What if it were possible to use government at the local level to protect, instead of infringe upon,
the liberty of the people?
According to the Texas Public Policy Foundation, a conservative, liberty-oriented think tank, a new concept is emerging in Texas that could do just that. It’s called the Liberty City. This simple, yet powerful idea has the potential to transform government’s relation to the people it is supposed to serve, and empower average citizens with a robust mechanism for defending their Constitutional rights.
What is a Liberty City?
A Liberty City is a town that incorporates for the express purpose of maintaining limited government, pro-free market policies, and protecting the rights of its citizens. The Liberty City stands in stark contrast to many local governments that attempt to manage their economies and regulate the lives of their citizens.
Liberty Cities also protect their citizens from being annexed into higher-tax and higher-regulation larger cities, because in Texas, no municipality can forcefully annex another municipality.
Although the concept of protecting citizens’ rights at the local level is not new, its history in Texas certainly is. Von Ormy, Texas, a small suburb of San Antonio, is the first town in recent memory that could be fairly labeled a Liberty City. Von Ormy incorporated in 2008 to protect the rights of its citizens from the higher tax and regulatory burden of San Antonio.
Von Ormy also incorporated to provide basic, but important city services to its citizens, such as police coverage and infrastructure maintenance. It decided to do this without instituting high taxes or excessive spending, and after years of tax reductions, completely eliminated its property tax in 2014. Von Ormy has avoided debt entirely.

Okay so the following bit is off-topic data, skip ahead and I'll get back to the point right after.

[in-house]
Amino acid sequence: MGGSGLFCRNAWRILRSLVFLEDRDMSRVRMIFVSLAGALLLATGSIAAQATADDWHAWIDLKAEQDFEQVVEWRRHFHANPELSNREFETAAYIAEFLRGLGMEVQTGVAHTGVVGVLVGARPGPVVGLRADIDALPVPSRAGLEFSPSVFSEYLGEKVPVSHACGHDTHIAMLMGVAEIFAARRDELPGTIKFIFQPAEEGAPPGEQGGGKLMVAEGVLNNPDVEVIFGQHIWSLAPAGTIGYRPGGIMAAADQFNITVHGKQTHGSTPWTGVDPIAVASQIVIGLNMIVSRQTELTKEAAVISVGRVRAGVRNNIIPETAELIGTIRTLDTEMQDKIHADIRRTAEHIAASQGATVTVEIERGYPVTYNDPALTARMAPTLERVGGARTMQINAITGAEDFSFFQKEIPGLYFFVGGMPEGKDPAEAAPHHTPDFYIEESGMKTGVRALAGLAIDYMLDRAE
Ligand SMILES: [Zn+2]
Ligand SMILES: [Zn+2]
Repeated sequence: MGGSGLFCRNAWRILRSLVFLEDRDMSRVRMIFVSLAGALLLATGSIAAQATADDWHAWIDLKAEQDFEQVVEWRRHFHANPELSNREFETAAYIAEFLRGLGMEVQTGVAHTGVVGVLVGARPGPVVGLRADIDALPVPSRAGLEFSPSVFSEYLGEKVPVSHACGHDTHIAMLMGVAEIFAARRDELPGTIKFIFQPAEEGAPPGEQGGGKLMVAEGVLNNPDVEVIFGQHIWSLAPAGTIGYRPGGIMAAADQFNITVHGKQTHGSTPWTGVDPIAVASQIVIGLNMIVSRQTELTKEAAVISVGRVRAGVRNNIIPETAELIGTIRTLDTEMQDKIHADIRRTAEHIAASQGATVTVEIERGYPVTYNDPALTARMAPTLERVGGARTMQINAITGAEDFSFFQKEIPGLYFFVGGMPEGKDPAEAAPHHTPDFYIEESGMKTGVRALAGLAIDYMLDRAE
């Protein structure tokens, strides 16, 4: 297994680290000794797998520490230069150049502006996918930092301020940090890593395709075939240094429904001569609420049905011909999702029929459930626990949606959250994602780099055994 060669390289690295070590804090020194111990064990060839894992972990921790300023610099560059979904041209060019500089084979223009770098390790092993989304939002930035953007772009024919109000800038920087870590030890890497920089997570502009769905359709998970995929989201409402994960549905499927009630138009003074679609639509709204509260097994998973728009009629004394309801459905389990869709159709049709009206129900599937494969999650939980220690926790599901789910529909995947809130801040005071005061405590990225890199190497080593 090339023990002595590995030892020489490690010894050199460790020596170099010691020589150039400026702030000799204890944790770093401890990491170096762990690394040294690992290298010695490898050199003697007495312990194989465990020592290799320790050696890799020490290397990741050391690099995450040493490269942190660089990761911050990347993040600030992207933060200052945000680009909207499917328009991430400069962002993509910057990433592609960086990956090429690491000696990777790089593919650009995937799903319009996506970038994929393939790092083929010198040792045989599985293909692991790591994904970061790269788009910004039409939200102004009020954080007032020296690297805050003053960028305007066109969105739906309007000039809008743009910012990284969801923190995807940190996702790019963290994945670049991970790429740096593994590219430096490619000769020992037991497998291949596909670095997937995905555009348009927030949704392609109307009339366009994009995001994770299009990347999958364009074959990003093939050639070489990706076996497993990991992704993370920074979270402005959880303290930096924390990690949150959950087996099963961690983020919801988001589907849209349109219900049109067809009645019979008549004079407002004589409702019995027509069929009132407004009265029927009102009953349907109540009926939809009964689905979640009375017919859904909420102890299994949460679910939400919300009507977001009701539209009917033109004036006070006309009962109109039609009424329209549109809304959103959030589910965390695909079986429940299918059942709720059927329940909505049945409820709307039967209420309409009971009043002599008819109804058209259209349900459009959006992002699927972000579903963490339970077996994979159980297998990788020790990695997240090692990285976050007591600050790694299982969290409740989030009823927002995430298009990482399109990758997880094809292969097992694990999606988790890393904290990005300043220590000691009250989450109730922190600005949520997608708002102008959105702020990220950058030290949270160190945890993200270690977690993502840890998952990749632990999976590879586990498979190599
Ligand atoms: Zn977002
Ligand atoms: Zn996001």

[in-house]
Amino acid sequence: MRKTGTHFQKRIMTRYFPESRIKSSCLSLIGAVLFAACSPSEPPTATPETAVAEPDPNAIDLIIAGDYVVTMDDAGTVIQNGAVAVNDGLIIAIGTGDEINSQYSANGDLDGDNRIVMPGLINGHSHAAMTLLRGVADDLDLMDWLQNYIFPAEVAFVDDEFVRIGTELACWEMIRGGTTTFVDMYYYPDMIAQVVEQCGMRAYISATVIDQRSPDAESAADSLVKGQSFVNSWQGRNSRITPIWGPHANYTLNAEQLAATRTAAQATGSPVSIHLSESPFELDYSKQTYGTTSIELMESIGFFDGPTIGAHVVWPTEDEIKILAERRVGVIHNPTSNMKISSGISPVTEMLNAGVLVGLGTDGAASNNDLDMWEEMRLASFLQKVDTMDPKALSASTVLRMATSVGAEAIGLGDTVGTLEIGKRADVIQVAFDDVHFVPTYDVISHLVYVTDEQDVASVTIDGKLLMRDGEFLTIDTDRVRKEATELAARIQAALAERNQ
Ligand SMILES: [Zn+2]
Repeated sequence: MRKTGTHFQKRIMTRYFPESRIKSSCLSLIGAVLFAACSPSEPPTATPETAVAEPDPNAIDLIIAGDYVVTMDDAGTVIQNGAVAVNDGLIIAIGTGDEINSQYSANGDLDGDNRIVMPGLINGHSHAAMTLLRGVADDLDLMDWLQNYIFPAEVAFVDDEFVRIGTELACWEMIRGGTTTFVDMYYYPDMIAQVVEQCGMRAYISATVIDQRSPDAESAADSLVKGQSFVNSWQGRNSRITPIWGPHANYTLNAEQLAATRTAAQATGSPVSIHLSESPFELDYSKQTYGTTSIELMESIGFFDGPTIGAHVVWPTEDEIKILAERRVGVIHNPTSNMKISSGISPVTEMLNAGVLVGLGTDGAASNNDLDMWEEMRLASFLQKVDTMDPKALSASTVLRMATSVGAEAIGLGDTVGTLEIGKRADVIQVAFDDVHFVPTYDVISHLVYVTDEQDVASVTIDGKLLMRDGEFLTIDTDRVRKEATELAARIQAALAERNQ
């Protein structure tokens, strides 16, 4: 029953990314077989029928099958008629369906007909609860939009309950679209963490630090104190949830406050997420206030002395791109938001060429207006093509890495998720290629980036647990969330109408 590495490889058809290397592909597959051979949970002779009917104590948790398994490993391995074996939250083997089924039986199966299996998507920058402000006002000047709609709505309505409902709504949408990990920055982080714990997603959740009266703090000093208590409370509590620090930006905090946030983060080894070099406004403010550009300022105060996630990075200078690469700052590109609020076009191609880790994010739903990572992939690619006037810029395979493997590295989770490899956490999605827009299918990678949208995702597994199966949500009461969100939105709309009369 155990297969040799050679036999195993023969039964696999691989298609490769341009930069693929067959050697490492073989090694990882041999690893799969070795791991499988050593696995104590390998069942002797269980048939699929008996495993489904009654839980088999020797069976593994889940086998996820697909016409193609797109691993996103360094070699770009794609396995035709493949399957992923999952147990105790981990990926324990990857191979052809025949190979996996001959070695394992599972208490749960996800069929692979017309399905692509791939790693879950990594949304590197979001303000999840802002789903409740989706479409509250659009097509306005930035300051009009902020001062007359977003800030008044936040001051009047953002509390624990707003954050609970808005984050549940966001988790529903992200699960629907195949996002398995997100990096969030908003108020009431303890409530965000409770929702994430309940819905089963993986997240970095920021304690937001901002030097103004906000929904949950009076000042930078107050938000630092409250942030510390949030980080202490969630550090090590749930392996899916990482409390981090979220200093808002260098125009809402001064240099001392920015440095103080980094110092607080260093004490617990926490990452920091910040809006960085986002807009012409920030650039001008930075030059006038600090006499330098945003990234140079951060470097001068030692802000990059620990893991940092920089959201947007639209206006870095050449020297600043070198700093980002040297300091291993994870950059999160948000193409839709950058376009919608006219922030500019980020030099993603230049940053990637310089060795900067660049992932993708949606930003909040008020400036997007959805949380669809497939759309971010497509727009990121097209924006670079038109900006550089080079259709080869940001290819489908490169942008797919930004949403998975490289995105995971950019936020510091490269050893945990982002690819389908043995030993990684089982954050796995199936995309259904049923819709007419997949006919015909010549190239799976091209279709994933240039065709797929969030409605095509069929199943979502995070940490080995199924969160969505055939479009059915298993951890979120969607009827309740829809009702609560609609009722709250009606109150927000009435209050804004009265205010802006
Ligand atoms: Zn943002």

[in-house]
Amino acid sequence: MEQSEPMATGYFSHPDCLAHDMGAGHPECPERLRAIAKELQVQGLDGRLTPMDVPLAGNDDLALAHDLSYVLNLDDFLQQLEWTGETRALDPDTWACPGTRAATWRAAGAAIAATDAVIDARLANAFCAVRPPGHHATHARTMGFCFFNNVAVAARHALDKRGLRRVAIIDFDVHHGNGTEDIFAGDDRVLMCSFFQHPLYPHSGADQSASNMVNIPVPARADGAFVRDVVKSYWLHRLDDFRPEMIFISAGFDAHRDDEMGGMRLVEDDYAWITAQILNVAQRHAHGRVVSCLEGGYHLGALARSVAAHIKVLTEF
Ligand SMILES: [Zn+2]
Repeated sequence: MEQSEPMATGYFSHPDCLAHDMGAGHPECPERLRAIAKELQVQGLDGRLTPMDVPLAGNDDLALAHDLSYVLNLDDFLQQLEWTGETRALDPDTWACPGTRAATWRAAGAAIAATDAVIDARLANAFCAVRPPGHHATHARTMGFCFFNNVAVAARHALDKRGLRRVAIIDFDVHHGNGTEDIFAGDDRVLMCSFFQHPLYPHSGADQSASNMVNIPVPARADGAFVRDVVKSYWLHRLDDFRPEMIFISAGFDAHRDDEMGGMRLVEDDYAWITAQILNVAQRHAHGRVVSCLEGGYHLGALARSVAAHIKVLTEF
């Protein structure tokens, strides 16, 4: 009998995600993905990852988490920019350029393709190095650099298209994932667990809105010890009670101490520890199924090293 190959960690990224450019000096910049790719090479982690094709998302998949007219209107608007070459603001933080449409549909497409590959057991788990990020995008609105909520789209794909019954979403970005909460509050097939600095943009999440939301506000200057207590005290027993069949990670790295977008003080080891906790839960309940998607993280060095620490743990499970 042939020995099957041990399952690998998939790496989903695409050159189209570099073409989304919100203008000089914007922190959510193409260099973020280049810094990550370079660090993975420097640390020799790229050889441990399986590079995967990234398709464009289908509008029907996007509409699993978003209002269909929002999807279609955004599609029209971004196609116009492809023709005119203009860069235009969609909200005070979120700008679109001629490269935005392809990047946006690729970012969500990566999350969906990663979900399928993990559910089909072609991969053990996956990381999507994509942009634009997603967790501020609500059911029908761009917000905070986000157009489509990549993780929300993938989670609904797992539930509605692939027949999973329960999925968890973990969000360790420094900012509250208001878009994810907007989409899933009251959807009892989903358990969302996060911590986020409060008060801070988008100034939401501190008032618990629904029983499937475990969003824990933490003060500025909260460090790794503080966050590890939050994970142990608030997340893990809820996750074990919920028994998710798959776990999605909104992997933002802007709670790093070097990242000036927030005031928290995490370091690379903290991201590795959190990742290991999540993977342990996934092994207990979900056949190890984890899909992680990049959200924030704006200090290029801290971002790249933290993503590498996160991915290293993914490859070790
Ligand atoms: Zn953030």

The city also avoided instituting many of the regulations that are commonly seen in cities. For example, there is no permitting fee, or significant delays of any kind in the permitting process. In 2014, the residents of Sandy Oaks, Texas, another small community south of San Antonio and located east of Von Ormy on Interstate 37, successfully incorporated. Remarkably, Sandy Oaks decided against instituting a property tax for tax year 2015, instead holding an election to institute a sales tax. Like Von Ormy, Sandy Oaks was not only interested in providing better local services for their community—they also wanted to avoid the possibility of annexation from San Antonio.
As of early 2015, residents in numerous other unincorporated communities were exploring the possibility of incorporating their own Liberty Cities.
The Liberty City does not represent a rigid set of guidelines, but does hold to certain principles that mark it as distinct from other municipalities. To that end, there are several clear areas in which a Liberty City differs and stands out from other incorporated cities:
• Taxes are kept as low as possible, especially property taxes. Although the vast majority of cities in Texas rely upon the property tax, the Liberty City seeks other sources of revenue. Sales taxes and franchise fees are sufficient to cover the majority of public services and, if a commercial base exists, perhaps all of them. As a result,the Liberty City may desire to eliminate the property tax entirely. The net effect is twofold: not only do residents benefit from a much lower local tax burden, but it also clearly distinguishes the city as a lower-cost environment to do business. By removing the local property tax impediment, businesses have a strong incentive to locate within the municipality and benefit from city services, because there will be virtually no cost difference with locating in an unincorporated area of the county with fewer services.